The problem isn’t prices, it’s the buyers

Over on Medium there’s an Op-Ed by Spencer Thompson on the high cost of Vancouver Real Estate.

Not just the literal high cost of property, but the risk of a greater price paid by the city .

The secret that no-one actually wants to talk about is that the quality of a city is mostly determined by a simple factor — the number of smart, ambitious people who live there. These people are the ones who want to drive that city forward by investing in opening businesses, donating their time to the arts & community, participating in city planning, etc… Without them, growth wouldn’t happen and you wouldn’t get all of the benefits that great cities enjoy.

The biggest contributor to the decline of a great city is simple — it’s the decline of those smart people. When they decide that the cost of living in a place outweighs the benefit, they move. They don’t just take their money with them, they take their intellectual and future capital with them. This is dangerous. When people aren’t willing to make an investment in a place to live any more, the city doesn’t just lose their taxes for the year, they lose a massive function of potential jobs created, culture added and future capital they can put to work.

Read the full article here.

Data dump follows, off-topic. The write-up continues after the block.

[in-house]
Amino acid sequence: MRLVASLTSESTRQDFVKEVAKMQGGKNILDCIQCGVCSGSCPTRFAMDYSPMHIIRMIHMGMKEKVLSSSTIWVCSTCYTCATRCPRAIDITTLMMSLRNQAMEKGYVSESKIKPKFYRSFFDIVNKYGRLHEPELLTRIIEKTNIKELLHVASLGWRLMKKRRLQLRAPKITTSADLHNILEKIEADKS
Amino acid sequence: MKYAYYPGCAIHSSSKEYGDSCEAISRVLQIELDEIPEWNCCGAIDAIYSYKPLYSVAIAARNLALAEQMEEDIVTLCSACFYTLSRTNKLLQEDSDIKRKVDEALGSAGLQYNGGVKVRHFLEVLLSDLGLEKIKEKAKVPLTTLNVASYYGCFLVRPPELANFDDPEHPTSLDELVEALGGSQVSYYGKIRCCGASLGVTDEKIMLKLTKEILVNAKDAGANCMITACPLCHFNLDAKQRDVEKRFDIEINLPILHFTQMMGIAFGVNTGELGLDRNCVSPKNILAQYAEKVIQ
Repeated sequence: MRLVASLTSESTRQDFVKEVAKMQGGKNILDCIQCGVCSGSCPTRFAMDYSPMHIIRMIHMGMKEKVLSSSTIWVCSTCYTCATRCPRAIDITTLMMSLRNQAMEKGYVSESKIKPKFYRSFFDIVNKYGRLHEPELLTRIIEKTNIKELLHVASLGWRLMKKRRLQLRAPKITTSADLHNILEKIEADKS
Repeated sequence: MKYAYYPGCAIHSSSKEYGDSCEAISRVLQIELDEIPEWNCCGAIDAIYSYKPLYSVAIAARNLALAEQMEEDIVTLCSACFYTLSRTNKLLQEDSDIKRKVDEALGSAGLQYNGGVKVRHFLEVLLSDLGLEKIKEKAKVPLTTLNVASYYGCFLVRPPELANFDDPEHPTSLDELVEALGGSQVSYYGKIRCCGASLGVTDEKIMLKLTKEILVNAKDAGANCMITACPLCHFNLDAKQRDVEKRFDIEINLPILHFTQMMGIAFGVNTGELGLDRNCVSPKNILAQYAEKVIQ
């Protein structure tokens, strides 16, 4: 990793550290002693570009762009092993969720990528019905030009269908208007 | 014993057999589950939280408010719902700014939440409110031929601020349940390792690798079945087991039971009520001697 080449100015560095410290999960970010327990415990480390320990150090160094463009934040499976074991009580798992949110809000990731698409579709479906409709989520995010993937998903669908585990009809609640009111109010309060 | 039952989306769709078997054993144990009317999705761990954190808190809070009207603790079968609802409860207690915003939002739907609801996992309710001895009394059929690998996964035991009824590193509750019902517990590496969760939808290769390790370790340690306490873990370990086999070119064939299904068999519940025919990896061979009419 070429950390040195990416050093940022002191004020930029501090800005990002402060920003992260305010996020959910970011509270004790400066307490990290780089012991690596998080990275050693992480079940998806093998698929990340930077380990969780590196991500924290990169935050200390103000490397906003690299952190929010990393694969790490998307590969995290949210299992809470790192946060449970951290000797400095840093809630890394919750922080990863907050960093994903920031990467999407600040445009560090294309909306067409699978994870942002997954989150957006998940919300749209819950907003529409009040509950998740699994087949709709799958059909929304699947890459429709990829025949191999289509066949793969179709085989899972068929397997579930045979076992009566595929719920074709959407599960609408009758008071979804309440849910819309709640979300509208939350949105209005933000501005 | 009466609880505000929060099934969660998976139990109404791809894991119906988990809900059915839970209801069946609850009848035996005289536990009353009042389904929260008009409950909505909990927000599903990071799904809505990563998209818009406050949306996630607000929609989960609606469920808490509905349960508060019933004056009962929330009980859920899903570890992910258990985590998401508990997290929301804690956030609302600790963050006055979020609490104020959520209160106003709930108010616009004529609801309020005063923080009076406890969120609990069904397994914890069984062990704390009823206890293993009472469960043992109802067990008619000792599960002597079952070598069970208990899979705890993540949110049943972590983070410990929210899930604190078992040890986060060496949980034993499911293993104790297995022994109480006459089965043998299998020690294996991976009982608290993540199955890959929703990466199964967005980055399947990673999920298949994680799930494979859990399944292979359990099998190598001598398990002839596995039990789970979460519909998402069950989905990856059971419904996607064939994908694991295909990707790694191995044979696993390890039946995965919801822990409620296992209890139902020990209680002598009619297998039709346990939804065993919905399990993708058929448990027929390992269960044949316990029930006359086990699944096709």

Now clearly Mr. Thompson is a believer in foreign investors as a primary driver of prices in this city, but whatever the cause, HAM, Drugs or Credit, does he have a point? Do high real estate prices risk driving out ‘smart people’ who would contribute to a brighter future for the city?

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Slagathor
Guest
Slagathor

….“B.C. had the highest median income in Canada for men in 1976, at just over $50,000 in 2011 dollars, but that dropped to just over $33,000 in 2011,….

My suspicion is that if non taxable income from recurring flipping of a primary residence was included the BC average would rise considerably. People, men in particular, have stopped working in mining and Forrest industries and are now paid in the tax free primary residence flipping industry which doesn’t show up on tax forms.

ostritch
Member
ostritch